This year, British Columbians have witnessed unprecedented wildfires, some still burning. Organizations such as the Forest Enhancement Society of BC (FESBC), BC Wildfire Service,and local community forests, along with local governments and many others, have been working relentlessly to protect our provincial forests from the destruction brought about by wildfire.

Amid these efforts, FireSmart BC has been reminding people that even simple everyday chores can contribute to the larger cause. This insight has served as the foundation for FireSmart BC’s annual campaign this year: “Everyday Chores Make Everyday Heroes.”

FireSmart BC stands as a provincial program with a dedicated mission to enhance wildfire resilience and mitigate fire’s negative

impacts throughout the province.

This initiative is rooted in a commitment to safeguarding homes, communities and landscapes from the threat of wildfires.

FESBC is a member of the BC FireSmart Committee.

“Being FireSmart is a shared responsibility that will build a wildfire resilient province where everyone works, plays and lives,” said FESBC executive director Steve Kozuki. “FireSmart includes individuals taking care of the risks around their homes and where they play.”

The “Everyday Chores Make Everyday Heroes” campaign extends a call to action for every British Columbian to participate in wildfire prevention. This campaign magnifies the ordinary, empowering individuals to protect their homes and nurture resilient communities.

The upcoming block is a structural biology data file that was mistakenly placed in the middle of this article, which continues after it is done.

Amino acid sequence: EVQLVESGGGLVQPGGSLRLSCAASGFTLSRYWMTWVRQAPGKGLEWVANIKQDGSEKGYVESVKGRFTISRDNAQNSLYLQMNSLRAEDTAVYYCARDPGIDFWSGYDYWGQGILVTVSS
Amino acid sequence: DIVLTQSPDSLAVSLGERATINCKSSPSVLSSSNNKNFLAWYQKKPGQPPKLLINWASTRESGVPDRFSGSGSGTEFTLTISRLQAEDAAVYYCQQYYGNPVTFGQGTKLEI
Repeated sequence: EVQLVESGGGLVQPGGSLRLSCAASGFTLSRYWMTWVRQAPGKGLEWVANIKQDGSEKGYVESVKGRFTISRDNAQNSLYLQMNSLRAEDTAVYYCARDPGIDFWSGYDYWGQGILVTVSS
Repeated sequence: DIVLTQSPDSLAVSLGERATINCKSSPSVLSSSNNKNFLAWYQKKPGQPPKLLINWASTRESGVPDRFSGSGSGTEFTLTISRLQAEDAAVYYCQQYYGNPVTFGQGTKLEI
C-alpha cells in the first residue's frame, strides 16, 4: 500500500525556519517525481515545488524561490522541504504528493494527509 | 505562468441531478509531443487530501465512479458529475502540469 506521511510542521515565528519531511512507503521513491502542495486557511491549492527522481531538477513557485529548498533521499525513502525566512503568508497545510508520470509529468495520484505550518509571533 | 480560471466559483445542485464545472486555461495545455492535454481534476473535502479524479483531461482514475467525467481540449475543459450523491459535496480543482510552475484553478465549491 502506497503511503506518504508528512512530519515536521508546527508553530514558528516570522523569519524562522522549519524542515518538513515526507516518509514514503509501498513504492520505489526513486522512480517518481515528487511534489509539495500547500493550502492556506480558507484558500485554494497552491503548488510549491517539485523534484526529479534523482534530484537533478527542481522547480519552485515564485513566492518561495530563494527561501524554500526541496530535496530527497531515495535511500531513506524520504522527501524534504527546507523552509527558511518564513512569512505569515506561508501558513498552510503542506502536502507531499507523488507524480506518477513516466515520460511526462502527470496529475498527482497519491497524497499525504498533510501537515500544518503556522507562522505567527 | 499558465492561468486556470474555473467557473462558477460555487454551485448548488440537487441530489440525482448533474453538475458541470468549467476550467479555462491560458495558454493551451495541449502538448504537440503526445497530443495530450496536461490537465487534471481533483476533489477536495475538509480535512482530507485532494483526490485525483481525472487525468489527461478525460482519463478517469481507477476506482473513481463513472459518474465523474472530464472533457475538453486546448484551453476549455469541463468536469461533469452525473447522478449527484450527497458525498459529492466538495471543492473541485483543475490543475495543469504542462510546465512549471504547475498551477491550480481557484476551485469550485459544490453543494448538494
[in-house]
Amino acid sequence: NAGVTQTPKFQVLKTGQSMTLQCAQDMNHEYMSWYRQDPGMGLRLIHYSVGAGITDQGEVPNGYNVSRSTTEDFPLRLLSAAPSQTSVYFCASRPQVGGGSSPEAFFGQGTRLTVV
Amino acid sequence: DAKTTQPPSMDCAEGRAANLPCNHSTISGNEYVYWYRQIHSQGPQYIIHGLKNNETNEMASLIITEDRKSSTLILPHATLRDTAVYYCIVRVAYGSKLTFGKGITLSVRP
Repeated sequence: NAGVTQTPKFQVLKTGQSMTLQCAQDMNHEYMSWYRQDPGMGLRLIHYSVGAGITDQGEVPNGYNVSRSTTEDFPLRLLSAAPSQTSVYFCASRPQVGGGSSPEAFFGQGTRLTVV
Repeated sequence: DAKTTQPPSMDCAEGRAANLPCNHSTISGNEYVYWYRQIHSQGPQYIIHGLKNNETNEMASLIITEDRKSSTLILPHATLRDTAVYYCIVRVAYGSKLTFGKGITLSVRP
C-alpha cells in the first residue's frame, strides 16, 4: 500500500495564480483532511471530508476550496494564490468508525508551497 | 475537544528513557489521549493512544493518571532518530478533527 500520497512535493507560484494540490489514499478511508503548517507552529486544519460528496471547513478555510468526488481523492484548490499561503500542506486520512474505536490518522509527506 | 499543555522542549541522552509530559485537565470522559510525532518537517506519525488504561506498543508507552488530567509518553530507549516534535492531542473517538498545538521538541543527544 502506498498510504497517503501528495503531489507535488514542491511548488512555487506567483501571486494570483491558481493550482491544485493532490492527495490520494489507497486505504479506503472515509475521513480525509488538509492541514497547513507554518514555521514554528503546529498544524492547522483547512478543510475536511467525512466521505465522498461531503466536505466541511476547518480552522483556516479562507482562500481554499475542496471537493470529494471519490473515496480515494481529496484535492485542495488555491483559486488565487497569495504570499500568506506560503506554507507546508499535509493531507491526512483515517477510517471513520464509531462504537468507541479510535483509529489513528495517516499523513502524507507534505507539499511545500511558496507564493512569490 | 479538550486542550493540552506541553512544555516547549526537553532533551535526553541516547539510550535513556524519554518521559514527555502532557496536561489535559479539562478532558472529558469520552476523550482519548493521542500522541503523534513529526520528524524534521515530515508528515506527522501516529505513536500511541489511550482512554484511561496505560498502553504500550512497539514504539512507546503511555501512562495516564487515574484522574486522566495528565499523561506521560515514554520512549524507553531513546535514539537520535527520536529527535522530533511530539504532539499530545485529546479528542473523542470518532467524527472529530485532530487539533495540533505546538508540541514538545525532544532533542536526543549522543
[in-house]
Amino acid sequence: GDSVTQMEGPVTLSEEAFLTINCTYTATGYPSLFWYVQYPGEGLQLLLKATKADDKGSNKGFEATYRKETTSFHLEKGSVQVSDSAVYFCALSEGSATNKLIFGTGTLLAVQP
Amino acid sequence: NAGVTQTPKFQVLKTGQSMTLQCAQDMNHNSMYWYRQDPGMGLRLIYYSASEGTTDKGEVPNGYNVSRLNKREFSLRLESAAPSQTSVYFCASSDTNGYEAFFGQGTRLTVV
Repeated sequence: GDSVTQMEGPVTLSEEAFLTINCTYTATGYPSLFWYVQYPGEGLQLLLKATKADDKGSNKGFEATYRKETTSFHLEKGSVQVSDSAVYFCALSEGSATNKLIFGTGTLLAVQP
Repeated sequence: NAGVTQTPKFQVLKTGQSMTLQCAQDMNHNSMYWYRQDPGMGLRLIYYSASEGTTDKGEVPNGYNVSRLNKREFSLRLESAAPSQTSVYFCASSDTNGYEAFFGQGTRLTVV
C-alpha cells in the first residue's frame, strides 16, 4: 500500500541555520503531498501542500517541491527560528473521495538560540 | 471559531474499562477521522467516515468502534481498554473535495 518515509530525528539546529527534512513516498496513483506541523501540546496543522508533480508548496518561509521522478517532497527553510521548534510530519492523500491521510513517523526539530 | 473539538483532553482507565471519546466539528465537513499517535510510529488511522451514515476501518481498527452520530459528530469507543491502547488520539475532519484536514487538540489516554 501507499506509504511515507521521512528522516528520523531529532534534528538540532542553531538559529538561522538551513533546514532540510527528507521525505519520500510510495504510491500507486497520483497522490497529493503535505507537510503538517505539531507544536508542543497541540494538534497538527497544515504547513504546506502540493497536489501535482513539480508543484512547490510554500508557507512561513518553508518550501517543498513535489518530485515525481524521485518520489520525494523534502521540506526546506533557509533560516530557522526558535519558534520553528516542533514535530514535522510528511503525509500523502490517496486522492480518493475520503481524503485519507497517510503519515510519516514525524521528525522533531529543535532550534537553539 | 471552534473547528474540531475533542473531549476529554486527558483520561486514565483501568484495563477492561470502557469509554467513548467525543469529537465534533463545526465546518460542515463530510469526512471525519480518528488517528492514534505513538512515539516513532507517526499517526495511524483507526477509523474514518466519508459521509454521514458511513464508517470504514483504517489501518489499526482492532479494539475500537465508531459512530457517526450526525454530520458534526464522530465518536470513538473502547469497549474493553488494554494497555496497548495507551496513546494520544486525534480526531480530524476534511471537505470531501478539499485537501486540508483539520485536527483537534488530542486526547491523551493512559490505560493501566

To put it another way, it’s the

little tasks around your home that can make a world of difference if a wildfire comes a bit too close for comfort.

The program recommends developing evacuation plans, preparing homes by clearing combustible materials and staying informed about evacuation alerts and orders.

The FireSmart Last Minute Checklist (online at FireSmartwildfirechecklist) assists in last-minute property resilience measures. To drastically increase the fire resiliency of your home and your community, some of the things you’ll need to do are:

• Remove debris from your gutters.;

• Mow your lawn and keep it under 10 centimetres tall.;

• Relocate combustible materials (firewood, propane tanks, etc.) at least 10 metres away from your home;

• Clean out under your deck to remove combustible debris such as leaves and branches;

• Prune tree branches on your property that are within two metres of the ground;

• Starting with the first 1.5 metres from any buildings, reduce highly flammable plants on your property and choose fire-resistant plants to replace them.

“The FireSmart program is backed by a vast amount of field, laboratory, and wildfire modelling research,” Kozuki said.

“Actions recommended by FireSmart help reduce the risk of losses under some of the most extreme fire conditions. FireSmart BC’s principles highlight the importance of proactive steps individuals and communities can adopt to reduce wildfire risks, which includes the projects funded by FESBC to reduce wildfire behaviour on crown land

near communities.”

In the coming months, FireSmart has some significant milestones to look forward to, including the launch of the FireSmart K-12 Education Program.

This will be in conjunction with the ongoing expansion of the Home Partners Program and Plant Program, as well as the continued growth of the FireSmart BC team and program through FireSmart coordinators, local FireSmart representatives and FireSmart-recognized neighbourhoods.

As wildfires continue to burn throughout the province, FireSmart BC remains instrumental in helping communities strengthen their defences against these challenges.

To dive into the campaign and join the ranks of everyday heroes, go online to